And what I found in my career is that their experiences are far more relevant when it comes to troubleshooting and implementation. For Development? Not so much, mostly because as a developer you generally have the time to do it right. When you put something live, or if the main app breaks, that free time goes out the window, and the focus is on effectively making it work.
That being said, there are three very different disciplines being discussed here - design, adaptation & development and implementation. A really good designer will almost always benefit from cross-discipline work - good design needs experience and the broader the background, the more likely the exposure to a similar problem in a different setting.
Adapting that design into a good bit of development is a different skillset, one which needs a detailed knowledge of platform and program. Here your CS rigor is probably more useful, as is knowing when *not* to reinvent the wheel.
Implementing though ... in every company I have worked with, there have only been a handful of really good implementation guys, because its a bloody hard job. They have to know their system well, and they have to know the quick and dirty workarounds for bending it to fit the environment. They also have to know when to kick the problem back upstairs for more work, which is a tricky balance to achieve.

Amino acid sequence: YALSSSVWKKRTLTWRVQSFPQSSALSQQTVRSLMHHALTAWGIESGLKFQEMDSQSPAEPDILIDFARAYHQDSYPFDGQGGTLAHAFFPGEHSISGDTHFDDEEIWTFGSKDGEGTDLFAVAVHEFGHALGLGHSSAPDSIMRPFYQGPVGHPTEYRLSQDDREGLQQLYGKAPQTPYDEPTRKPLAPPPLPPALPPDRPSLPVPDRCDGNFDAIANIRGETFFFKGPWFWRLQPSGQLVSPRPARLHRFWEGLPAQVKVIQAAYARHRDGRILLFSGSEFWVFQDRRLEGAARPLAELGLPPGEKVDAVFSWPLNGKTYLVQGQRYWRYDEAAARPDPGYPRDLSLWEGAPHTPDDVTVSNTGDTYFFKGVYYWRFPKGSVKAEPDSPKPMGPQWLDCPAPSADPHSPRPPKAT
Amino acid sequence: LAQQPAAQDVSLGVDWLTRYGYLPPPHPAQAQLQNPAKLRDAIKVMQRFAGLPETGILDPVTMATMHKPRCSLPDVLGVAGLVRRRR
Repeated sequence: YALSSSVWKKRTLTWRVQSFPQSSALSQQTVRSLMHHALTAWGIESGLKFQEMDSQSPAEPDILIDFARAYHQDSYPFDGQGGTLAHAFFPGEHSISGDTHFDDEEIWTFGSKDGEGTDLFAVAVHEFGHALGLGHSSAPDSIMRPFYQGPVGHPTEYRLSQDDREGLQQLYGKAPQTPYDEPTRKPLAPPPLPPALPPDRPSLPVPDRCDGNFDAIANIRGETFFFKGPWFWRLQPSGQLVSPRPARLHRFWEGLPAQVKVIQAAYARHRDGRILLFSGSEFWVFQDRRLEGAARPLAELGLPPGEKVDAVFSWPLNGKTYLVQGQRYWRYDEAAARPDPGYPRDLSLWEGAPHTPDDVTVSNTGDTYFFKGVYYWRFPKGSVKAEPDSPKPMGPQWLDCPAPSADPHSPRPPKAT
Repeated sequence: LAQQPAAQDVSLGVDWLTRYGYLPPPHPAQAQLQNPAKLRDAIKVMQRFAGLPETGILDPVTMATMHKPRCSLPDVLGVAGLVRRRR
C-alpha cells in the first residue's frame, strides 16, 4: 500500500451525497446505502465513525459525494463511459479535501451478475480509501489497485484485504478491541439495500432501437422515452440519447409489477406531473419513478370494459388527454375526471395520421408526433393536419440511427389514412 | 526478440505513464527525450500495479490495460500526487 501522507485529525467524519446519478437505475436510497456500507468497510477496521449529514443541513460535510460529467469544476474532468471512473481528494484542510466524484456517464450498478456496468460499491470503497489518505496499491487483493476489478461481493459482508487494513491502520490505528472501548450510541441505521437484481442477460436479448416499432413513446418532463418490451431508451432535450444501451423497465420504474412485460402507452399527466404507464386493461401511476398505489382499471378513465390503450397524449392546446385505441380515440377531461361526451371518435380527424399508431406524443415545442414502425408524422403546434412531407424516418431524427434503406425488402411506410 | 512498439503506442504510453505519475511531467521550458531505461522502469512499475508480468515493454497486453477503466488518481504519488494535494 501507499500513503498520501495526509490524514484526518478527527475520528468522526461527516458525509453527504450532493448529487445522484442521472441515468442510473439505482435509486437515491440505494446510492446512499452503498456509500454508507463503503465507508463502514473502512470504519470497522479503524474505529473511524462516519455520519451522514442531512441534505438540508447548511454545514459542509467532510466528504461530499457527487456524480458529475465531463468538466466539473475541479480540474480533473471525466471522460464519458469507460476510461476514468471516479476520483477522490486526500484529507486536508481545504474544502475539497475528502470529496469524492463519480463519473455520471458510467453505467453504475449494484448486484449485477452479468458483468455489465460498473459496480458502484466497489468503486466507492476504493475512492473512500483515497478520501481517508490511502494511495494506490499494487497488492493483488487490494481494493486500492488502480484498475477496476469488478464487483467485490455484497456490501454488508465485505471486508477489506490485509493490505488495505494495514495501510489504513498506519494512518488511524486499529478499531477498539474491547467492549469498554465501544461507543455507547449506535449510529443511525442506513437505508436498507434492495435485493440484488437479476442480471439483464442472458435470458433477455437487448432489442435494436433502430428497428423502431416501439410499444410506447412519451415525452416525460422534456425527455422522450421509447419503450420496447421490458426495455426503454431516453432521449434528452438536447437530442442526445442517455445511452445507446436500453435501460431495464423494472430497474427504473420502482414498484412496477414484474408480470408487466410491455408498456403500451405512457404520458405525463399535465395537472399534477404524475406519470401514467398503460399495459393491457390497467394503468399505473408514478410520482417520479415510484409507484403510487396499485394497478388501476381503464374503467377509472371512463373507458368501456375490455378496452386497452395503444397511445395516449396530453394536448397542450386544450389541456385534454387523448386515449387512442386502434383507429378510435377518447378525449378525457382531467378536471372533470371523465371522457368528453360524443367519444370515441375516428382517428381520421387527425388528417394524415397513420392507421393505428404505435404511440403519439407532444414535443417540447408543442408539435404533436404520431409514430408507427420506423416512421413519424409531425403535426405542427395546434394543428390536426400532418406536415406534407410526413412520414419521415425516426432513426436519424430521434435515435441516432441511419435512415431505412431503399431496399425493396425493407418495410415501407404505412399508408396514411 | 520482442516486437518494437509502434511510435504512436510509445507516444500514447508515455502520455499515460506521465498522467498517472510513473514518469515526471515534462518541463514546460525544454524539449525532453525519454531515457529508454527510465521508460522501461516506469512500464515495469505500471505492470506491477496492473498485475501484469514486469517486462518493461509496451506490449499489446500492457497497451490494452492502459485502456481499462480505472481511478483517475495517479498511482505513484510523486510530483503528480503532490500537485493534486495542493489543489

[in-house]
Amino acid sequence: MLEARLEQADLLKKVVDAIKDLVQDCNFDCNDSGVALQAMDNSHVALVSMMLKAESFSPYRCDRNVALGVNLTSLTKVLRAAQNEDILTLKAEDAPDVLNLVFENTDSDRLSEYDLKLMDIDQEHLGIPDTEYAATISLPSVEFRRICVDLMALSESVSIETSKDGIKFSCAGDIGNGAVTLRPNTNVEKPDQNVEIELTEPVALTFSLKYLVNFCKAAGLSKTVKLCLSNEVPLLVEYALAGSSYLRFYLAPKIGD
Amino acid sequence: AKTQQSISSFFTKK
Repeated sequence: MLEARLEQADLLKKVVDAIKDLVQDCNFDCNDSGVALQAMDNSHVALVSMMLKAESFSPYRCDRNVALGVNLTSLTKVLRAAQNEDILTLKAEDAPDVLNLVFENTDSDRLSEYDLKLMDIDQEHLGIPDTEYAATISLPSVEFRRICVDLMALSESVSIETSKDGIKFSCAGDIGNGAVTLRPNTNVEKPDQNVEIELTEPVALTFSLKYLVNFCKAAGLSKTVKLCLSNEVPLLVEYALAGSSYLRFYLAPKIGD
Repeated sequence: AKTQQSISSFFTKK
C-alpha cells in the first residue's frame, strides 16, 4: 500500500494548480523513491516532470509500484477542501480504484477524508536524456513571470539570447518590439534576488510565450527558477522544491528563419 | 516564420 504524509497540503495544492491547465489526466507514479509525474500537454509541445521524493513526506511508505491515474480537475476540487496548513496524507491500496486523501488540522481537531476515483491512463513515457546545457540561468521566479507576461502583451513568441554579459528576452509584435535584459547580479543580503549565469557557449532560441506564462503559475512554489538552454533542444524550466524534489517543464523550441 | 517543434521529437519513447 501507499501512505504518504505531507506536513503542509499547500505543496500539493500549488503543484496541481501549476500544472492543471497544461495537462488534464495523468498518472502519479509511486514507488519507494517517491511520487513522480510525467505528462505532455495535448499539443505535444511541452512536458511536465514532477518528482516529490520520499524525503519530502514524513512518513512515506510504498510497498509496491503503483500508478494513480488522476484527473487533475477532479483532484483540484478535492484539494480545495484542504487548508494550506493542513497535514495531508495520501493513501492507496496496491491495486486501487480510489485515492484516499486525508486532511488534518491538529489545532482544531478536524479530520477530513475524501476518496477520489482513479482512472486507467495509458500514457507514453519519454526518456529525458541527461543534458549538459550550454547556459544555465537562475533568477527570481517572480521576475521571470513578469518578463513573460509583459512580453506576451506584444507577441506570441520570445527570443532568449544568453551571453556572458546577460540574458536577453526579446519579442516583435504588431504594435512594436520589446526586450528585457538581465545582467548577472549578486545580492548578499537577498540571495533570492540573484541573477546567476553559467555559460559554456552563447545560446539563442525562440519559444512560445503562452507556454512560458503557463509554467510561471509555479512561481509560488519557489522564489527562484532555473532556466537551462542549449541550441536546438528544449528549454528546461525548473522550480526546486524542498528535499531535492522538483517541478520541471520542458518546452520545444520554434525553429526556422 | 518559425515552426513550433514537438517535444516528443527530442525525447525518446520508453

And quite frankly, in my years I've only once had to remember any specifics of multiplexing as opposed to generalities - its something handled either by the dedicated networks team on big scales, or by the nice black box attached to the wall on small scales. But you're right - I hated most of the network papers. Which makes it all the more interesting that I got a heck of a lot out of the advanced one. Which was down to the lecturers. Which was my original point.